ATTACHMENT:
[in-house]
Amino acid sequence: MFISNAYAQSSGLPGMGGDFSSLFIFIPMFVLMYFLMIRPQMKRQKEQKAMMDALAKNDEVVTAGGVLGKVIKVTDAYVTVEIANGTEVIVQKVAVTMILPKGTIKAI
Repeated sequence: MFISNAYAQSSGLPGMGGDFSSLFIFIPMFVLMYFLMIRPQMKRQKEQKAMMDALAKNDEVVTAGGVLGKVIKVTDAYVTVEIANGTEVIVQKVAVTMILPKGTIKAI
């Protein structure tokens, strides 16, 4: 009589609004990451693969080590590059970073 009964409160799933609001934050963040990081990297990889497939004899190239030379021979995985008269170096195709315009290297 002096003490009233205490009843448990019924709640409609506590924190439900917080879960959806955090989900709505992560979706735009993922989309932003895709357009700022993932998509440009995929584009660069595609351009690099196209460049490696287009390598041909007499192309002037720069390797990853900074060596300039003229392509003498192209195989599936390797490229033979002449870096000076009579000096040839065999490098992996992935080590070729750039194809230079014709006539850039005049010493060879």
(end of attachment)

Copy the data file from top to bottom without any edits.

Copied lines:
[in-house]
Amino acid sequence: MFISNAYAQSSGLPGMGGDFSSLFIFIPMFVLMYFLMIRPQMKRQKEQKAMMDALAKNDEVVTAGGVLGKVIKVTDAYVTVEIANGTEVIVQKVAVTMILPKGTIKAI
Repeated sequence: MFISNAYAQSSGLPGMGGDFSSLFIFIPMFVLMYFLMIRPQMKRQKEQKAMMDALAKNDEVVTAGGVLGKVIKVTDAYVTVEIANGTEVIVQKVAVTMILPKGTIKAI
């Protein structure tokens, strides 16, 4: 009589609004990451693969080590590059970073 009964409160799933609001934050963040990081990297990889497939004899190239030379021979995985008269170096195709315009290297 002096003490009233205490009843448990019924709640409609506590924190439900917080879960959806955090989900709505992560979706735009993922989309932003895709357009700022993932998509440009995929584009660069595609351009690099196209460049490696287009390598041909007499192309002037720069390797990853900074060596300039003229392509003498192209195989599936390797490229033979002449870096000076009579000096040839065999490098992996992935080590070729750039194809230079014709006539850039005049010493060879």